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Wood Duck - References
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Wood Duck - References

Wood Duck
(Aix sponsa)

References


Bellrose, F.C. 1980. Ducks, geese, and swans of North America, Third ed.
     Stackpole Books, Harrisburg, PA. 540 pp.

Bellrose, F.C. and D.J. Holm. 1994. Ecology and management of the wood duck.
     Stackpole Books, Mechanicsburg, PA. 588 pp.

Drugger, K.M., and L.H. Fredrickson. 1992. Life history and habitat needs of
     the wood duck. U.S. Dep. Inter. Fish and Wildl. Serv., Fish and Wildlife
     Leaflet 13.1.6. Waterfowl Management Handbook. Washington, D.C. 8 pp.

DuPont, 1990. Nest boxes for wood ducks. Remington Farms. Remington/DuPont.

Ehrlich, P.R., D.S. Dobkin, and D. Wheye. 1988. The birder's handbook - A
     field guide to the natural history of North American birds. Simon &
     Schuster Inc., New York, NY.

Fredrickson, L.H., G.V. Burger, S.P. Havers, D.A. Graber, R.E. Kirby, and T.S.
     Taylor, eds. 1990. Proceedings of the 1988 North American Wood Duck
     Symposium, St. Loius, MO. 390 pp.

Haramis, G.M. 1995. A primer for wood duck nest box management. Pages C66-C84
     In W.R. Whitman, et al., (eds). Waterfowl habitat restoration,
     enhancement, and management in the Atlantic Flyway, Third Ed.
     Environmental Management Comm., Atlantic Flyway Council Technical Section,
     and Delaware Div. Fish and Wildlife.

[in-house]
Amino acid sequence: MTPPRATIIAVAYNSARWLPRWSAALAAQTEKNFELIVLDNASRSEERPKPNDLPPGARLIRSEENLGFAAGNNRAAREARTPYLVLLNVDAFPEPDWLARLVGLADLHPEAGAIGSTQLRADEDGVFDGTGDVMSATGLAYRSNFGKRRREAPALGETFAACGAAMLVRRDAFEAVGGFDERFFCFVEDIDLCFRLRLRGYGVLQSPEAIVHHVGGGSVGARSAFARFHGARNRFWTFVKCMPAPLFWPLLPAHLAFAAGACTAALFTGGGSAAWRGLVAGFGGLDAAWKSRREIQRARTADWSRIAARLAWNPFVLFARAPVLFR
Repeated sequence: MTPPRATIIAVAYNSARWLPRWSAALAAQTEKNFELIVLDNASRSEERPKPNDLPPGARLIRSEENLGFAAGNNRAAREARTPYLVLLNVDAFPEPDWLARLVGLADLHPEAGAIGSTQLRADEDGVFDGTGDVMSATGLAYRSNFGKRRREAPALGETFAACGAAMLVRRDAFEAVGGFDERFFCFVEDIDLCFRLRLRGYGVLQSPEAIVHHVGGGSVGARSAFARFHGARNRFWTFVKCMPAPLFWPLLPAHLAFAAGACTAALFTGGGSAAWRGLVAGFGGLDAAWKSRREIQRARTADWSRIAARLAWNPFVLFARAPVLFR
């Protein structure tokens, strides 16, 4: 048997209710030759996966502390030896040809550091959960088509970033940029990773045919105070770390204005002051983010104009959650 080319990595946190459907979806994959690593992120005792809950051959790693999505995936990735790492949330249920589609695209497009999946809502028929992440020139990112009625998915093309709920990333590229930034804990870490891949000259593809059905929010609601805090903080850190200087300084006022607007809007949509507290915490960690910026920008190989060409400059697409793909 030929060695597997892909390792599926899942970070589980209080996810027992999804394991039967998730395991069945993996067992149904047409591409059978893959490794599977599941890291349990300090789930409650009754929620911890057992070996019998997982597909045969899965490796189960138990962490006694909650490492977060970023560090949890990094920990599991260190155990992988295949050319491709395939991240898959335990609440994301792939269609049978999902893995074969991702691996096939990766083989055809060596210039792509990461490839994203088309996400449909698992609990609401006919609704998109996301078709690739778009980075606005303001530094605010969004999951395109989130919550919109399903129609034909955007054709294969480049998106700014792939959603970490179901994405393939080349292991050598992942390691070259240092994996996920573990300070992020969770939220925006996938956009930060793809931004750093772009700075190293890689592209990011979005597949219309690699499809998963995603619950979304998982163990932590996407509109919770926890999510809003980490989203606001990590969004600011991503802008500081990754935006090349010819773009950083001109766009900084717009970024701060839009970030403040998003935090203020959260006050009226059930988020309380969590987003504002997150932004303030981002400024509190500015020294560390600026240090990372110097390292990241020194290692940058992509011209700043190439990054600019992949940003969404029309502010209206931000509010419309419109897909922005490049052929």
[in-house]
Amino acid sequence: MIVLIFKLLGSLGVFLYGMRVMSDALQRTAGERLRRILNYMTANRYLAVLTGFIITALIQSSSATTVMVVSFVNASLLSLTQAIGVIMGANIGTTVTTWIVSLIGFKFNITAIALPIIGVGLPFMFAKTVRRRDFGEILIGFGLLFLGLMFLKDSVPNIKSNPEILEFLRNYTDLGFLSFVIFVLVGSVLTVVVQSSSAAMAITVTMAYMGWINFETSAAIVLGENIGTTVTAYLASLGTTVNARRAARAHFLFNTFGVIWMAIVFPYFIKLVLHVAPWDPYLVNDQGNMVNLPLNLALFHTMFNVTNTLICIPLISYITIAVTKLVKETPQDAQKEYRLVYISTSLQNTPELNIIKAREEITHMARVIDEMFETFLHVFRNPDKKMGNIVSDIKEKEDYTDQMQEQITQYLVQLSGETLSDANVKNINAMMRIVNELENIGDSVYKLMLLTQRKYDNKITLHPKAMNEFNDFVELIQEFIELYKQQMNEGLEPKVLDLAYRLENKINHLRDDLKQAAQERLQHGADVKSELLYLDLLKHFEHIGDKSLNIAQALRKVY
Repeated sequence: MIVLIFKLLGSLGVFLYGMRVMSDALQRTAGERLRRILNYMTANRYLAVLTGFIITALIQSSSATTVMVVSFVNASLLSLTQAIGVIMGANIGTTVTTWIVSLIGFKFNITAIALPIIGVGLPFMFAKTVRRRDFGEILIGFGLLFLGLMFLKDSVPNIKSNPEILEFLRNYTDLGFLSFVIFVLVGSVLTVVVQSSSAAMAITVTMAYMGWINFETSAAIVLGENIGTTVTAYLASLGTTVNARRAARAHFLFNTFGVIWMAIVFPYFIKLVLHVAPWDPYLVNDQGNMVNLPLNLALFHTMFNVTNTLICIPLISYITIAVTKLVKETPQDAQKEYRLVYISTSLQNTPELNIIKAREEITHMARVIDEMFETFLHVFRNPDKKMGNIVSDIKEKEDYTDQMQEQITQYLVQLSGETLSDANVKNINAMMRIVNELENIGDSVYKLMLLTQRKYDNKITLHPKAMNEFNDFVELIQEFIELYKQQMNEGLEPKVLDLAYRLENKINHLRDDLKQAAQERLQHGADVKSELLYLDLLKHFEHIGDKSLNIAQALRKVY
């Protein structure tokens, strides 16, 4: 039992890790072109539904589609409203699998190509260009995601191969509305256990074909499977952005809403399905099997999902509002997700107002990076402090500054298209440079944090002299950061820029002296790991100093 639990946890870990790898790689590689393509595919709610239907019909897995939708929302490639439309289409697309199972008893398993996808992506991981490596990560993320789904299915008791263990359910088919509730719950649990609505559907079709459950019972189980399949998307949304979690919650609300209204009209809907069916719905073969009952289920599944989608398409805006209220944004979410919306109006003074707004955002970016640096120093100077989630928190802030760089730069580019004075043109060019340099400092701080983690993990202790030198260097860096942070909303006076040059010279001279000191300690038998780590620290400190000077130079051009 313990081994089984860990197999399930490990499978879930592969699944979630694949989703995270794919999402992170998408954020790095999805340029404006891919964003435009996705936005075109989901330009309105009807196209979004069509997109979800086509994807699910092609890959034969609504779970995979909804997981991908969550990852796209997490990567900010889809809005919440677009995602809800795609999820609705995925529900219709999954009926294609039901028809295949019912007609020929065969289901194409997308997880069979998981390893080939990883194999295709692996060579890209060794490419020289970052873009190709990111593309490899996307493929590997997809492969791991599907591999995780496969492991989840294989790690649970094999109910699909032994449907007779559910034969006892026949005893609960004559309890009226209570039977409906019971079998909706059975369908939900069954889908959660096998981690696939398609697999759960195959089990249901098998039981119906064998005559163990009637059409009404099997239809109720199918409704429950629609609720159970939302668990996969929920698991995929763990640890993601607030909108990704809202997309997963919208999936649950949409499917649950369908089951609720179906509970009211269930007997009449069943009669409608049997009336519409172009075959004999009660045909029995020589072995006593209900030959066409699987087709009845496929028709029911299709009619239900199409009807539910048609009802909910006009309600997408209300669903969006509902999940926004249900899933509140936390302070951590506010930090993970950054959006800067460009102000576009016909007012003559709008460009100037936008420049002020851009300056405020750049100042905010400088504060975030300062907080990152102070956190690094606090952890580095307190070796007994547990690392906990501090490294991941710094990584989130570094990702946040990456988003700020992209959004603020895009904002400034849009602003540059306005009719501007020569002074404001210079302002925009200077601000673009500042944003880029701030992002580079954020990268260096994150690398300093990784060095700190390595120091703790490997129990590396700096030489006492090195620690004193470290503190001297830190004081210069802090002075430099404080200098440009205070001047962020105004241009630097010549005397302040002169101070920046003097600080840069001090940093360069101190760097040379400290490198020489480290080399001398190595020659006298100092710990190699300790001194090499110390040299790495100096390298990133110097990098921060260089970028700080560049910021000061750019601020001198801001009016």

Sauer, J.R., J.E. Hines, G. Gough, I. Thomas, and B.G. Peterjohn. 1997. The
     North American Breeding Bird Survey Results and Analysis. Version 96.4.
     Patuxent Wildlife Research Center, Laurel, MD.

Sauer, J.R., S. Schwartz, and B. Hoover. 1996. The Christmas bird count home
     page. Version 95. 1. Patuxent Wildlife Research Center, Laurel, MD.

Soulliere, G.J., C.A. Nauman, E. Lyle, and A.E. Geiger. 1992. Comparative use
     of wood duck nest house designs in Wisconsin. Wild Soc. Bull. 20:156-163.

Stephens, S.E. 1995. Effect of reduced nest-box size on wood duck production.
     M.S. Thesis, Mississippi State Univ., Mississippi State, MS. 45 pp.

Stephens, S.E., R.M. Kaminski, B.D. Leopold, and P.D. Gerard. 1998. Wood duck
     reproduction in large and small nest boxes. Wildl. Soc. Bull. In press.

Stokes, D., and L. Stokes. 1990. The complete birdhouse book. Little, Brown and
     Company, Boston, MA.
   
Heartwood Wood Duck Joy Box Birdhouse
John James Audubon did some of his most famous bird drawings as he explored on foot along the Natchez Trace, which happens to be located near Star, Mississippi, where we design and make all our Heartwood homes. While birding has come a long way since Audubon's time, today with our four-season nesting boxes and basic homes, you don't need to go to anywhere to enjoy all manner of wonderful bird life flocking to your door. Discreet complements to any landscape, these hardy havens are convenient, long lasting and beautiful-the picture perfect start to your life in birding! Season after season, this delightful nesting box is a joy to behold and a breeze to maintain thanks to easy twist latch and slide-front panel that also inverts for winter roosting. So easy to use, so easy to love, it turns birding into child's play! Rugged construction features 13/16" solid cypress and headed ring shank stainless steel nails.